Energy companies, Better Business Bureau warn against utility scams

  • The Better Business Bureau warns people not to give out their personal information or utility account information unless they have initiated the call due to scammers. AP FILE PHOTO

Staff Writer
Published: 11/26/2021 4:52:13 PM

Energy customers are warned not to get burned as temperatures drop this winter.

Eversource and the Better Business Bureau (BBB) expect to see a rise in utility scams during the coming weeks as more scammers become increasingly sophisticated in the way they find unique schemes to take advantage of people.

Scam artists — often sounding legitimate — may threaten to shut off electric service immediately unless instant payment is made, or could claim the customer overpaid a utility bill and request personal bank account or credit card information to give a refund. Penni Conner, executive vice president of customer experience and energy strategy at Eversource, said someone suggesting you pay a bill immediately with a prepaid debit card should be an automatic “red flag.”

“Scammers are constantly changing their tactics to take advantage of unsuspecting customers and prey on people when they feel most vulnerable, like during the holidays,” Conner said in a statement. “That’s why we’re warning customers to beware — if they get a call or text and something doesn’t seem right, don’t panic and don’t pay. And remember, we will never threaten to disconnect service or demand instant payment over the phone.”

Also, “phishing” or “smishing” are increasingly common due to the popularity of smartphone use. Phishing is the practice of sending fraudulent emails purporting to be from reputable companies to deceive people into revealing personal information, such as passwords and credit card numbers. Smishing is the same practice, except done via text messages.

“A common tactic scammers use is creating fear and panic to trick utility customers into making a hasty payment, or providing sensitive personal information,” Paula Fleming, the Better Business Bureau’s chief marketing and sales officer for Massachusetts, said in a statement. “Impostors will typically contact customers with a telephone call claiming to be a representative from the utility company. Often, they will claim payment is overdue and that the utility will shut off power within the hour if the bill is not paid immediately. We want to make sure consumers know how to spot the red flags of utility scams so that they can protect themselves if they’re targeted.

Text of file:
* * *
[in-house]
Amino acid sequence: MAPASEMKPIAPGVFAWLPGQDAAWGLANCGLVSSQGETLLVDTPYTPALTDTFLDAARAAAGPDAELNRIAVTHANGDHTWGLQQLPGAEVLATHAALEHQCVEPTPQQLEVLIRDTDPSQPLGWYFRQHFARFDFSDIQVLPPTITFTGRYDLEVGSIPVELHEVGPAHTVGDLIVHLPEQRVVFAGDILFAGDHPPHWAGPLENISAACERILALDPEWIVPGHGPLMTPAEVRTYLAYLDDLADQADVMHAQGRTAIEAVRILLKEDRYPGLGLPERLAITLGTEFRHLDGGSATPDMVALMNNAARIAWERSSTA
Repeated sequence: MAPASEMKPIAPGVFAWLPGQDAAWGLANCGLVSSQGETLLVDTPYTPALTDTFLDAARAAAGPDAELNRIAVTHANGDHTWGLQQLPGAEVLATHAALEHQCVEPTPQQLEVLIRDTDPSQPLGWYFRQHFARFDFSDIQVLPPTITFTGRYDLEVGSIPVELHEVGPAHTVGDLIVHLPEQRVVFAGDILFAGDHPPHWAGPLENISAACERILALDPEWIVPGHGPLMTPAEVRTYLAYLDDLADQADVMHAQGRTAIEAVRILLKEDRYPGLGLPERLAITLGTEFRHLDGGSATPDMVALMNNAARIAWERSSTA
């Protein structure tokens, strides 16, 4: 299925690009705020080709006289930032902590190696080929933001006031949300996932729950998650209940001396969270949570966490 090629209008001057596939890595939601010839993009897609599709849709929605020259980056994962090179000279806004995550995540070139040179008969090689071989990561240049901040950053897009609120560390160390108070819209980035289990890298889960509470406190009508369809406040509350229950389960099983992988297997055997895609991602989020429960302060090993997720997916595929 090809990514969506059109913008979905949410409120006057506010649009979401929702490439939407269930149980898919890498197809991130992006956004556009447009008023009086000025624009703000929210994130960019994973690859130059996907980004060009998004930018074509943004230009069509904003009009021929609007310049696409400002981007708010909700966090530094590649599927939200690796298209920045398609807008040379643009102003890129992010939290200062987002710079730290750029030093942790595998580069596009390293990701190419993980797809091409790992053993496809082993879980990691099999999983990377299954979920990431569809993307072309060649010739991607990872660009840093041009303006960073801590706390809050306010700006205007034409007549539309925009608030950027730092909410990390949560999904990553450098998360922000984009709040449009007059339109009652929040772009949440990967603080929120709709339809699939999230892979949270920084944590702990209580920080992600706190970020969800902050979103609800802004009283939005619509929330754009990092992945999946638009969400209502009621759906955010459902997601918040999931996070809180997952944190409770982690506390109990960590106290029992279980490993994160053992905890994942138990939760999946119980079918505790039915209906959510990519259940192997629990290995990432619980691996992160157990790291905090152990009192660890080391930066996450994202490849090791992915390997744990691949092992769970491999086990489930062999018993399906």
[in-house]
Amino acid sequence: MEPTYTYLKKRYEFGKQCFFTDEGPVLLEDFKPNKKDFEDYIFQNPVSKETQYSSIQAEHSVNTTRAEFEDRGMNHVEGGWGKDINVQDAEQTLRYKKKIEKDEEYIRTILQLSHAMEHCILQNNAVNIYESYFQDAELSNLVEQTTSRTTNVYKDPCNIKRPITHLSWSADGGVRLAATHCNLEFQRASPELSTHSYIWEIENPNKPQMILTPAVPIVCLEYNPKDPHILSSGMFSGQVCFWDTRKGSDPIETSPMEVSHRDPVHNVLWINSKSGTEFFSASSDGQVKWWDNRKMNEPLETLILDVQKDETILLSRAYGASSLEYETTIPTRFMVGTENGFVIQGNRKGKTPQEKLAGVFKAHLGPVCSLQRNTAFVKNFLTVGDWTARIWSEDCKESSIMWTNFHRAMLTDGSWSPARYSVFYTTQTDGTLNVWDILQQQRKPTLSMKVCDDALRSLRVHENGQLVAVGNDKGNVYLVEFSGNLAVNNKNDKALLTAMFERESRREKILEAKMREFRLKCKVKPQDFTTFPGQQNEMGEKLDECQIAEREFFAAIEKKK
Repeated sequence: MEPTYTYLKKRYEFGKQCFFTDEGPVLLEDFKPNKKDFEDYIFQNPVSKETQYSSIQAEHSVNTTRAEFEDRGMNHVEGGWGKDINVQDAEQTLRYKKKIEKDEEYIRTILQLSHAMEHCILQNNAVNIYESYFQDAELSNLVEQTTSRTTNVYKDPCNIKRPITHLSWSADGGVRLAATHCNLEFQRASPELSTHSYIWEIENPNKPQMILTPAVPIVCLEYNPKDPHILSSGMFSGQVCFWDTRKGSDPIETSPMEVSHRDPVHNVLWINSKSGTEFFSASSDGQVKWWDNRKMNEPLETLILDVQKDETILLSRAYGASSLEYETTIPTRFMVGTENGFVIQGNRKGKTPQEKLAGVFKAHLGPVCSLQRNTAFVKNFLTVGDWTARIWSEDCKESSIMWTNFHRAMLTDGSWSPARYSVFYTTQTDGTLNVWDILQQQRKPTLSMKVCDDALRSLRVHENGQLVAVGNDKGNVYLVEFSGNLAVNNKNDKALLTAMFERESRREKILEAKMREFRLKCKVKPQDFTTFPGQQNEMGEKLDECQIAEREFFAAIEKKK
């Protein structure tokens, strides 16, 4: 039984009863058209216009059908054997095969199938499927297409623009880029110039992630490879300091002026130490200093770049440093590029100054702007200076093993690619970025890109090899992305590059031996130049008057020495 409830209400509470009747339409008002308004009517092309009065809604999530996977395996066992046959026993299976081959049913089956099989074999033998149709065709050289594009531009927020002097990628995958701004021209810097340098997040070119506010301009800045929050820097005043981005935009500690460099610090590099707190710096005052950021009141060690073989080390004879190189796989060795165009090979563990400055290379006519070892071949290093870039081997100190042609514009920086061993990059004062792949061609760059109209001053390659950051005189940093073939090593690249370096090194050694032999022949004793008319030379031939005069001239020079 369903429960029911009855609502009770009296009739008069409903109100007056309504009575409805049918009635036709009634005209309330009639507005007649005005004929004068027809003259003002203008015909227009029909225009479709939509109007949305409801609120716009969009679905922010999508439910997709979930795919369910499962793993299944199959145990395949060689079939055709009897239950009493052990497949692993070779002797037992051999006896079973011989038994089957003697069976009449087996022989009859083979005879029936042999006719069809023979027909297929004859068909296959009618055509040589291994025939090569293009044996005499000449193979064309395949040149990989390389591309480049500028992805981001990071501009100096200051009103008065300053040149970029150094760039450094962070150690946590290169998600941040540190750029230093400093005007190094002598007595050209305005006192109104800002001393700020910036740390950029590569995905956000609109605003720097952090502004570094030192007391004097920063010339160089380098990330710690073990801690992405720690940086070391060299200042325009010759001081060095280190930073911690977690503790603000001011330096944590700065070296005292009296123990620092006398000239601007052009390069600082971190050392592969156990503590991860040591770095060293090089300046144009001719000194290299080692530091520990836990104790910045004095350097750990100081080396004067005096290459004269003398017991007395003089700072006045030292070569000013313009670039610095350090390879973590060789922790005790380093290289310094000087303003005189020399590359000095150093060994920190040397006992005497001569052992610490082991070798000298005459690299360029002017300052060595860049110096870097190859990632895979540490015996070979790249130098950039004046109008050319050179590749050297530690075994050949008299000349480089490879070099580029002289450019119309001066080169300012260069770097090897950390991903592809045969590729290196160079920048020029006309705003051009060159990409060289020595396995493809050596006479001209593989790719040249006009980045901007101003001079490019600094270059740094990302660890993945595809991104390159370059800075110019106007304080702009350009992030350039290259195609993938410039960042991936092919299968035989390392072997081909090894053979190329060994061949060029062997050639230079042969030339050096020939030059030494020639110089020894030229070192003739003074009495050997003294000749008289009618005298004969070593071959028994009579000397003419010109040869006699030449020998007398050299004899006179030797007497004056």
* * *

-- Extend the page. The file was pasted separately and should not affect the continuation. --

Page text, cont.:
“Customers should never give out their personal information or utility account information,” she continued, “unless they have initiated the call and know the identity of the company they are speaking with. If you receive a suspicious call, hang up and call your utility back directly.”

National Grid is also warning against reported scam attempts concerning residential and business customers. The company encourages customers to always verify the identity of a caller claiming to represent National Grid.

According to the company’s website, National Grid representatives will never threaten immediate service termination and will not seek payment if your account is current. National Grid also does not accept payment by wire transfer or prepaid card, and callers will always identify themselves and be able to provide the final five digits of your National Grid account number when asked for them.

National Grid customers who believe they have fallen victim to a scam should call customer service at 1-800-322-3223 (Massachusetts Electric) or 1-800-233-5325 (Massachusetts Gas).

Eversource stresses people can avoid being victimized by staying mindful of potential scams. Eversource representatives never demand instant payment over the phone, don’t require the use of prepaid debit cards like MoneyPak, Vanilla or Reloadit, and never request customers meet at a payment center such as a Walmart or Big Y supermarket to make a payment.

According to a statement from Eversource, customers should not provide personal financial or account information to any unsolicited person on the phone, at the door or online, even if they seem legitimate. Customers scheduled for disconnection due to nonpayment receive written notice that includes information on how to maintain their service. Customers can also verify they are speaking with an Eversource representative by asking for basic information about their account, such as the name on it, the account address or the past-due balance.

Eversource urges anyone with doubts about the legitimacy of a call, visit or offer to contact the company directly at 1-800-592-2000. Visit eversource.com for more information on how to protect your personal information and avoid becoming a victim of utility scams.

Reach Domenic Poli at: dpoli@recorder.com or 413-772-0261, ext. 262.


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